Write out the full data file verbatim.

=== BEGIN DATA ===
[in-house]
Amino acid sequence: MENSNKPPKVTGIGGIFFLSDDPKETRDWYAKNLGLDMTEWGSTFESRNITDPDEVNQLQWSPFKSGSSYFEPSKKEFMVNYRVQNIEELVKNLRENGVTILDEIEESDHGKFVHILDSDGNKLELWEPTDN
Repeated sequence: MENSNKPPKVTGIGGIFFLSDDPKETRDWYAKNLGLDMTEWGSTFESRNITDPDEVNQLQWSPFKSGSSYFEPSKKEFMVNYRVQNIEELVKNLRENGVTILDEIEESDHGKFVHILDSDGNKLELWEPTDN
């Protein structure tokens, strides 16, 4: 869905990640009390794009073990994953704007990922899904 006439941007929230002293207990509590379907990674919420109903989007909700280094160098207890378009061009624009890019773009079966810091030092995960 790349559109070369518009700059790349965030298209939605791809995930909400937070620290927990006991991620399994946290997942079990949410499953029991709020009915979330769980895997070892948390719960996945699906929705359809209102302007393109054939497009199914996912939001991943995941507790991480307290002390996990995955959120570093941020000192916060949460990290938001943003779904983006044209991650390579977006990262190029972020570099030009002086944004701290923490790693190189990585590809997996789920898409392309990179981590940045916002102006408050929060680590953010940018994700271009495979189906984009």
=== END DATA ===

[in-house]
Amino acid sequence: MENSNKPPKVTGIGGIFFLSDDPKETRDWYAKNLGLDMTEWGSTFESRNITDPDEVNQLQWSPFKSGSSYFEPSKKEFMVNYRVQNIEELVKNLRENGVTILDEIEESDHGKFVHILDSDGNKLELWEPTDN
Repeated sequence: MENSNKPPKVTGIGGIFFLSDDPKETRDWYAKNLGLDMTEWGSTFESRNITDPDEVNQLQWSPFKSGSSYFEPSKKEFMVNYRVQNIEELVKNLRENGVTILDEIEESDHGKFVHILDSDGNKLELWEPTDN
């Protein structure tokens, strides 16, 4: 869905990640009390794009073990994953704007990922899904 006439941007929230002293207990509590379907990674919420109903989007909700280094160098207890378009061009624009890019773009079966810091030092995960 790349559109070369518009700059790349965030298209939605791809995930909400937070620290927990006991991620399994946290997942079990949410499953029991709020009915979330769980895997070892948390719960996945699906929705359809209102302007393109054939497009199914996912939001991943995941507790991480307290002390996990995955959120570093941020000192916060949460990290938001943003779904983006044209991650390579977006990262190029972020570099030009002086944004701290923490790693190189990585590809997996789920898409392309990179981590940045916002102006408050929060680590953010940018994700271009495979189906984009």